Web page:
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Fantasy and the Panopticon

maj 25, 2012

Two unrelated clusters of thoughts came together in my mind as I prepared a chocolate cake. One cluster originated in two journalists who recently – and unrelated to each other – asked me why people read fantasy. The other came from the amount of blogging I’ve done over the past month (not this blog, as you can see, but a travel blog for my family and friends at home), my Facebook denial, and the BBC radio series The Digital Human.

Although I have heard numerous ideas about why people (or children or young adults) enjoy fantasy, most if not all have been more or less unfounded guesses. Some of them are probably right, but they are still guesses (only lucky). Occasionally they have been generalised from personal experience, sometimes extrapolated from a few informants. I have found very little in terms of research, however. No interviews, no sureys, no reader-respons studies. (That in itself is interesting, but a different topic.)

What, if anything, has this to do with online presences? Well, it struck me that one fairly popular guess about why we read fantasy has to do with escape. Tolkien suggested that it was a noble escape (of the prisoner) rather than the flight of the deserter. I agree with those people who feels that perhaps the prisoner should stay put but that deserters may be on to a good thing, but I see JRRT’s point. Since escapism is a dirty word, others, including myself, have tried to phrase it more nicely, as vacation or thought experiment, or described it (again along Tolkien’s lines) as some kind of literary belief.

If it is an escape, what is it that fantasy allows us to escape from? What is so stifling and oppressive about reality that we feel that fantasy provides a much-needed way out? The moral greyness of the actual world has been proposed, its clutter and complications, its sense that the tiny individual cannot affect the world. I offer a new reason: the panopticon.

The original panopticon was proposed by Jeremy Bentham as a prison model. Basically, the idea was that each prison cell could be supervised at all time. The prisoner did not know exactly when (if at all) he was under supervision, however, and would thus adopt a self-regulation behaviour. The principle on a social level was presented most famously in Orwell’s 1984. And we’re living it. Of our own free will. We’re status-updating, tweeting, blogging, mailing, and social networking our lives into a cloud where all information about us is accessible. We upload photos of our friends and tag them (not to mention face-recognition software). We’re offering personal data and usage patterns in exchange for ”free” online services. And we feel we have to do it.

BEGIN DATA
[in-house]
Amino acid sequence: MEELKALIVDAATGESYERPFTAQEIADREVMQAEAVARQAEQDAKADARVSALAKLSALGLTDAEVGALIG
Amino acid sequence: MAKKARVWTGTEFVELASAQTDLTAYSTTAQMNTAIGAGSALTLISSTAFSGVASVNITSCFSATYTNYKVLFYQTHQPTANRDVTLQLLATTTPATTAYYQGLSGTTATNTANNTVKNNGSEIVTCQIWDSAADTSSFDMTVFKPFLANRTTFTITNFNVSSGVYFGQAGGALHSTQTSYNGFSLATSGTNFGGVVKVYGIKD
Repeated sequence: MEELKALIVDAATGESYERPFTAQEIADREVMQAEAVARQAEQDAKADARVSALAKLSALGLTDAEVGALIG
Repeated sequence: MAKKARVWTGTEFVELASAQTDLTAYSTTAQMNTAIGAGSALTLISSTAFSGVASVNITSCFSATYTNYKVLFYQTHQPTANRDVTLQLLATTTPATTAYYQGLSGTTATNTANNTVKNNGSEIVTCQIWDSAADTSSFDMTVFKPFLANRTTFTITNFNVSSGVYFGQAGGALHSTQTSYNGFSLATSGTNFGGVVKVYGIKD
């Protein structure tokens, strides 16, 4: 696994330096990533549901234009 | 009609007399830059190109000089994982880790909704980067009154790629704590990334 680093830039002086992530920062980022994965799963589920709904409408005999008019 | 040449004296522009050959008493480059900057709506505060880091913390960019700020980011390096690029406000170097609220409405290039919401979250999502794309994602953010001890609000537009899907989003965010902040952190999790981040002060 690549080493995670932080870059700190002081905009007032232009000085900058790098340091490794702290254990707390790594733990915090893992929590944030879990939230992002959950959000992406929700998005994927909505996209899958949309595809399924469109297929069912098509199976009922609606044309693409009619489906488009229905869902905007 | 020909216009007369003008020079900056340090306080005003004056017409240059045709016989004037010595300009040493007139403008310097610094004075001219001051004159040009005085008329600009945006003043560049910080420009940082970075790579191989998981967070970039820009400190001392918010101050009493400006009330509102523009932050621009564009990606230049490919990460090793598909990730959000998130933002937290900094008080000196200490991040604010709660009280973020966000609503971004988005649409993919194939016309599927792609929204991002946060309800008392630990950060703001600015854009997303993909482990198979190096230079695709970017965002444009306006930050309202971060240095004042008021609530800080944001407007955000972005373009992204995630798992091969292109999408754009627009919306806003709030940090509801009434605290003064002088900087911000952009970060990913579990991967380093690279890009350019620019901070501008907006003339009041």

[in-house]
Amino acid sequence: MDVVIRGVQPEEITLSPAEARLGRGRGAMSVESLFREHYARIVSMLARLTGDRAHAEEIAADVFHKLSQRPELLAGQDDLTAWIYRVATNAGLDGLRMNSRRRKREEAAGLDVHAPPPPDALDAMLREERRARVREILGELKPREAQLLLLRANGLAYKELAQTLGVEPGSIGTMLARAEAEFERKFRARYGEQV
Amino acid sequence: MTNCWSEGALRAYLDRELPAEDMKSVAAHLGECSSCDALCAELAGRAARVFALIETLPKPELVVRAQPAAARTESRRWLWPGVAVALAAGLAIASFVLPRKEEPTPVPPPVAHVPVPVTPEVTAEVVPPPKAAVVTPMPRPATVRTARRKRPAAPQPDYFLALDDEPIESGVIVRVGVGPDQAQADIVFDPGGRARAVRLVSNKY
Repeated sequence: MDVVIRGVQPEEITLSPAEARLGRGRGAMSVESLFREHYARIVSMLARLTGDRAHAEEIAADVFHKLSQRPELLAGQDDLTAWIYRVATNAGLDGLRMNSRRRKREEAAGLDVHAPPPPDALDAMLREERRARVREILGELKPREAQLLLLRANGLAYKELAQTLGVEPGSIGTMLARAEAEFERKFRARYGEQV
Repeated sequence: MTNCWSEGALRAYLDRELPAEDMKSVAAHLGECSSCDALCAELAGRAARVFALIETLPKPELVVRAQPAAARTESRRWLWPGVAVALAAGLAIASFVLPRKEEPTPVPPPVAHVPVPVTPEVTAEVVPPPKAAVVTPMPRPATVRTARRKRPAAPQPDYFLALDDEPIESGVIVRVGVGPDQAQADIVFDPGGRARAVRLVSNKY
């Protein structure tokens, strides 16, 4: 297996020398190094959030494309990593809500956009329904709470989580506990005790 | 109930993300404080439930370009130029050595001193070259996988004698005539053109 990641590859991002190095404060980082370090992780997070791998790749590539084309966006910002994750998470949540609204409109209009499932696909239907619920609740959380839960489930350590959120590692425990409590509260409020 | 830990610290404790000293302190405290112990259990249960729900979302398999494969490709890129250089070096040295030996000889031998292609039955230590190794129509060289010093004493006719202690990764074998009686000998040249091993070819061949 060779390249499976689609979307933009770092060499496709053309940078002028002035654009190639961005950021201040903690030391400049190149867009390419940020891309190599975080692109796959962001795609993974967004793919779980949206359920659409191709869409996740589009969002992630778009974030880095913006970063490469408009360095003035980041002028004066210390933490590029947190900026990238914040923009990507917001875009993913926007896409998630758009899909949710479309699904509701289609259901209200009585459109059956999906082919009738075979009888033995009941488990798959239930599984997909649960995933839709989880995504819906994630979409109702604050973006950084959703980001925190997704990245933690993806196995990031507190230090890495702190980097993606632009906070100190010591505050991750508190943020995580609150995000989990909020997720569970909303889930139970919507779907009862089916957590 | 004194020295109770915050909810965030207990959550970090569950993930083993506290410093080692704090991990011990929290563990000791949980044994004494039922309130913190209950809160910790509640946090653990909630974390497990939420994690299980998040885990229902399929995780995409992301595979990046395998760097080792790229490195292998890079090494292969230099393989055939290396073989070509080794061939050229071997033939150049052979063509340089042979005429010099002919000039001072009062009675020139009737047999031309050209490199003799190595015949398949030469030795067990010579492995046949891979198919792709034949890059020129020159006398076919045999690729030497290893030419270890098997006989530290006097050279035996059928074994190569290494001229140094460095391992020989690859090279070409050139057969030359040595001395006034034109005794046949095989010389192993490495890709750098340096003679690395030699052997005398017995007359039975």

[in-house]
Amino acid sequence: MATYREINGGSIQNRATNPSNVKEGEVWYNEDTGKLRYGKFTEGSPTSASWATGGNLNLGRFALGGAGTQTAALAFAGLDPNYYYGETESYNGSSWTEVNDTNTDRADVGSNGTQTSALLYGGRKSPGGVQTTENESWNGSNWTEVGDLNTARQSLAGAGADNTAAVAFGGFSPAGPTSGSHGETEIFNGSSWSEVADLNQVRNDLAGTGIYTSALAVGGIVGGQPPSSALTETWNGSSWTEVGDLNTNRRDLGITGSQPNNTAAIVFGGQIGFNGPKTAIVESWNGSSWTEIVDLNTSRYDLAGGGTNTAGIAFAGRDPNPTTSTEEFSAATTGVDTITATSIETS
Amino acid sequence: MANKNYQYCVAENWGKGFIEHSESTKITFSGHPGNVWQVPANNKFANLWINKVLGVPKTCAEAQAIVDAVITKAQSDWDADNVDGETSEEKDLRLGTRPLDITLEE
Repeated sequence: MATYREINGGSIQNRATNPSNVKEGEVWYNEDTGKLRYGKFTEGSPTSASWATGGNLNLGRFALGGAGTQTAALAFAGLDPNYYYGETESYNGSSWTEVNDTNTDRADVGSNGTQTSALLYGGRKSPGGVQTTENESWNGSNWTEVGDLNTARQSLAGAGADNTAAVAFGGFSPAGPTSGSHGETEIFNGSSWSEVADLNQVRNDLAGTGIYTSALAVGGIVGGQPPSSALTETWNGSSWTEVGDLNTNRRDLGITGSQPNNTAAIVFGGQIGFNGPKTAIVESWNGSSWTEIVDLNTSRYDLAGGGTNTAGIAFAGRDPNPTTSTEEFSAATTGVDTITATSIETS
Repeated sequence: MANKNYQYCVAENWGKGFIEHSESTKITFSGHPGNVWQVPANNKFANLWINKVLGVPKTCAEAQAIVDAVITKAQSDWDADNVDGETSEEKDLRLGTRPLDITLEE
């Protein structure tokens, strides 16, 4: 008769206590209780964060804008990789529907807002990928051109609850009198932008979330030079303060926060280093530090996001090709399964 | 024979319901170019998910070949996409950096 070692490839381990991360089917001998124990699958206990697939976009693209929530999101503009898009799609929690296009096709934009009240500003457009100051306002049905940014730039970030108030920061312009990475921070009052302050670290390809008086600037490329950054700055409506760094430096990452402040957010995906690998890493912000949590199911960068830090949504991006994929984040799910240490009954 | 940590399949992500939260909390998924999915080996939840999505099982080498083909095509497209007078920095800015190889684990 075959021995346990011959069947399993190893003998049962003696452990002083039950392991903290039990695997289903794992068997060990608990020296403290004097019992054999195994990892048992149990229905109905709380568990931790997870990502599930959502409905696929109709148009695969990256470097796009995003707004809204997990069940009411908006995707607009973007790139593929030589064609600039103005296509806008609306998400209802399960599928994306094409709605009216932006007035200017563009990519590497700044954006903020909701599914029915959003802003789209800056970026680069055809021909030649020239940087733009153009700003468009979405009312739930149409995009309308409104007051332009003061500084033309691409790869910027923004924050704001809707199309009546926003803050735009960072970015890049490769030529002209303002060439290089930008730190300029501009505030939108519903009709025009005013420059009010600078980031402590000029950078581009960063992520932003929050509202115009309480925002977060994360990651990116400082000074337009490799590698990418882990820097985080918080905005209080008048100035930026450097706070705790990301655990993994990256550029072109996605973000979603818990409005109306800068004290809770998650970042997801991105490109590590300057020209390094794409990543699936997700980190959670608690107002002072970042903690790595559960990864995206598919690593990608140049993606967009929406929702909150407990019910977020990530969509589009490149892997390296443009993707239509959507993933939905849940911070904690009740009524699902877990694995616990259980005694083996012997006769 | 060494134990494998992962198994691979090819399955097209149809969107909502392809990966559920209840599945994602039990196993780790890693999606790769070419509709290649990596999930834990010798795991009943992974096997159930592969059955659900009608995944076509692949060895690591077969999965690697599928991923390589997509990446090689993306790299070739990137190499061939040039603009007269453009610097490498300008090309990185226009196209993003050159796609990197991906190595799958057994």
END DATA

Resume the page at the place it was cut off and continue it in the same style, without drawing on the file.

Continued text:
This social panopticon goes way beyond anything I’ve seen in any fantasy novel, even in the more opressive ones, such as Miéville’s New Crobuzon novels or Lynch’s Camorr. Sure, often the society is pseudo-medieval, so a totalitarian security service may be a bit too much to expect. But so many fantasy texts offer the equivalent of Galadriel’s Mirror and Palantiri – crystal balls, magic mirrors, and scrying devices galore – that the technical (well, magical) possibility is there. The interest, however, seems not to be.

The fantasy world, whether based on our own or completely imaginary, appears to offer a refuge from the all-seeing eye. Spying, for there is a great deal of that, is a personal service provided by the enemy, not a social obligation carried out by ones friends. Fantasy heroes are spied because someone rather dislikes them; in the crazy world of fantasy, spying is a bad thing, to be avoided if possible. It certainly is not a social obligation.

For someone who is growing up with a mobile phone all but surgically attached to their body and constantly reachable online, maybe that is the escape desired from fantasy? Or is the attraction actually a titillation of horror and disgust at a life lived so anonymously, where lives can be lived without leaving a digital trail other than the results of one’s actions? Again, I’m guessing, and I’d be happy to hear from anyone who knows better than me.

2 kommentarer leave one →
  1. maj 25, 2012 9:26 e m

    I can’t claim to know better, but I’m always ready to throw a spanner in the works (a personal service much like fantasy spycraft ;->). Here’s my spanner: Zuckerberg founded Facebook in 2004, and other forms of social media, collection of usage patterns and so forth aren’t that much older. If the digital panopticon is the main reason people read fantasy, what was the reason when, say, The Lord of the Rings exploded across the US in the sixties? Have old driving forces given ways to new one? Did fantasy reading grow with social media?

    • stefanekman permalink*
      maj 25, 2012 10:15 e m

      Your observation is right, of course, and you are inching towards my view when you wonder if old driving forces change. I certainly think the reasons for why we read change, just as I believe that there are several reasons to read, even for one person. These are my guesses, as I mentioned, not based on research, but it seems fair to assume that the original readers of Tolkien in the 1950s and -60s read him for different reasons than my generation did/does, and that the current generation (festooned as they are with screen and interactive versions of LotR) does. I thus propose a new, possible, additional explanation for why particular people may appreciate fantasy.

      Incidentally, I think fantasy has grown during the period of social media (say, late 90s) but to explain why requires – dare I say it? – research.

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